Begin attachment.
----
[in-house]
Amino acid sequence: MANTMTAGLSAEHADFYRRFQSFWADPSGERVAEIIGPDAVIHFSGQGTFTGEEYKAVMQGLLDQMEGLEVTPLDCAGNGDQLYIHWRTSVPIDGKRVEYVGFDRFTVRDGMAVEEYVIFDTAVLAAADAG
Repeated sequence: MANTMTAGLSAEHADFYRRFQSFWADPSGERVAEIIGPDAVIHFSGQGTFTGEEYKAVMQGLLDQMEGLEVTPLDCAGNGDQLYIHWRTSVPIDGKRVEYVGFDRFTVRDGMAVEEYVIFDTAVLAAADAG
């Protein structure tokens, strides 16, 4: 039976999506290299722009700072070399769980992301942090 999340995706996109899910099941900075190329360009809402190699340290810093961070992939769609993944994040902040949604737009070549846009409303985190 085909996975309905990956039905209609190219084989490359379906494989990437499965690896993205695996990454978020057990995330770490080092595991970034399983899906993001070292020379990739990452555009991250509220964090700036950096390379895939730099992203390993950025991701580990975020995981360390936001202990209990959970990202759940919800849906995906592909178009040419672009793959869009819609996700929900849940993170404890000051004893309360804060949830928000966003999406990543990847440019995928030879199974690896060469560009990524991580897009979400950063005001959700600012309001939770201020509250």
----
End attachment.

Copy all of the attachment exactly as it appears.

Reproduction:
[in-house]
Amino acid sequence: MANTMTAGLSAEHADFYRRFQSFWADPSGERVAEIIGPDAVIHFSGQGTFTGEEYKAVMQGLLDQMEGLEVTPLDCAGNGDQLYIHWRTSVPIDGKRVEYVGFDRFTVRDGMAVEEYVIFDTAVLAAADAG
Repeated sequence: MANTMTAGLSAEHADFYRRFQSFWADPSGERVAEIIGPDAVIHFSGQGTFTGEEYKAVMQGLLDQMEGLEVTPLDCAGNGDQLYIHWRTSVPIDGKRVEYVGFDRFTVRDGMAVEEYVIFDTAVLAAADAG
């Protein structure tokens, strides 16, 4: 039976999506290299722009700072070399769980992301942090 999340995706996109899910099941900075190329360009809402190699340290810093961070992939769609993944994040902040949604737009070549846009409303985190 085909996975309905990956039905209609190219084989490359379906494989990437499965690896993205695996990454978020057990995330770490080092595991970034399983899906993001070292020379990739990452555009991250509220964090700036950096390379895939730099992203390993950025991701580990975020995981360390936001202990209990959970990202759940919800849906995906592909178009040419672009793959869009819609996700929900849940993170404890000051004893309360804060949830928000966003999406990543990847440019995928030879199974690896060469560009990524991580897009979400950063005001959700600012309001939770201020509250």